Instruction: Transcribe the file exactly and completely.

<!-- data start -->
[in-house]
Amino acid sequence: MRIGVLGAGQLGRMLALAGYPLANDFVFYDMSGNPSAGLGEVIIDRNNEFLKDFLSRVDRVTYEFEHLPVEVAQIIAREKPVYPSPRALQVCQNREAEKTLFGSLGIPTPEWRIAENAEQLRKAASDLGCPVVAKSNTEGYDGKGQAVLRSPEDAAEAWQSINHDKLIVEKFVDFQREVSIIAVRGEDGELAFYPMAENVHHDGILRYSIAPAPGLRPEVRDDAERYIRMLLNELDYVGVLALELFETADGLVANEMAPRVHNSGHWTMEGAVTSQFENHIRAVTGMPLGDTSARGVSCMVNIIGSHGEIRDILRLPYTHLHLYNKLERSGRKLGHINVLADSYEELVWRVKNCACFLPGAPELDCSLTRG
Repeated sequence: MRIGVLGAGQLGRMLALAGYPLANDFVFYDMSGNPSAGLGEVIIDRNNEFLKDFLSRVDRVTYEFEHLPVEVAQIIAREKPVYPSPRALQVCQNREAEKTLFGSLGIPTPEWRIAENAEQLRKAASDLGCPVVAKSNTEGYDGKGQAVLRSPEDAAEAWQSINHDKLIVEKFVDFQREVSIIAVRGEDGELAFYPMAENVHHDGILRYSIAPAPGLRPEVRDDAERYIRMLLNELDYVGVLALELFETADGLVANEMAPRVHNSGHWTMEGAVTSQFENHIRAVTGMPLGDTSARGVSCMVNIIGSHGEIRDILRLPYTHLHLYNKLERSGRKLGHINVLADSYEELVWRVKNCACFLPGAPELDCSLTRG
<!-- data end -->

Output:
[in-house]
Amino acid sequence: MRIGVLGAGQLGRMLALAGYPLANDFVFYDMSGNPSAGLGEVIIDRNNEFLKDFLSRVDRVTYEFEHLPVEVAQIIAREKPVYPSPRALQVCQNREAEKTLFGSLGIPTPEWRIAENAEQLRKAASDLGCPVVAKSNTEGYDGKGQAVLRSPEDAAEAWQSINHDKLIVEKFVDFQREVSIIAVRGEDGELAFYPMAENVHHDGILRYSIAPAPGLRPEVRDDAERYIRMLLNELDYVGVLALELFETADGLVANEMAPRVHNSGHWTMEGAVTSQFENHIRAVTGMPLGDTSARGVSCMVNIIGSHGEIRDILRLPYTHLHLYNKLERSGRKLGHINVLADSYEELVWRVKNCACFLPGAPELDCSLTRG
Repeated sequence: MRIGVLGAGQLGRMLALAGYPLANDFVFYDMSGNPSAGLGEVIIDRNNEFLKDFLSRVDRVTYEFEHLPVEVAQIIAREKPVYPSPRALQVCQNREAEKTLFGSLGIPTPEWRIAENAEQLRKAASDLGCPVVAKSNTEGYDGKGQAVLRSPEDAAEAWQSINHDKLIVEKFVDFQREVSIIAVRGEDGELAFYPMAENVHHDGILRYSIAPAPGLRPEVRDDAERYIRMLLNELDYVGVLALELFETADGLVANEMAPRVHNSGHWTMEGAVTSQFENHIRAVTGMPLGDTSARGVSCMVNIIGSHGEIRDILRLPYTHLHLYNKLERSGRKLGHINVLADSYEELVWRVKNCACFLPGAPELDCSLTRG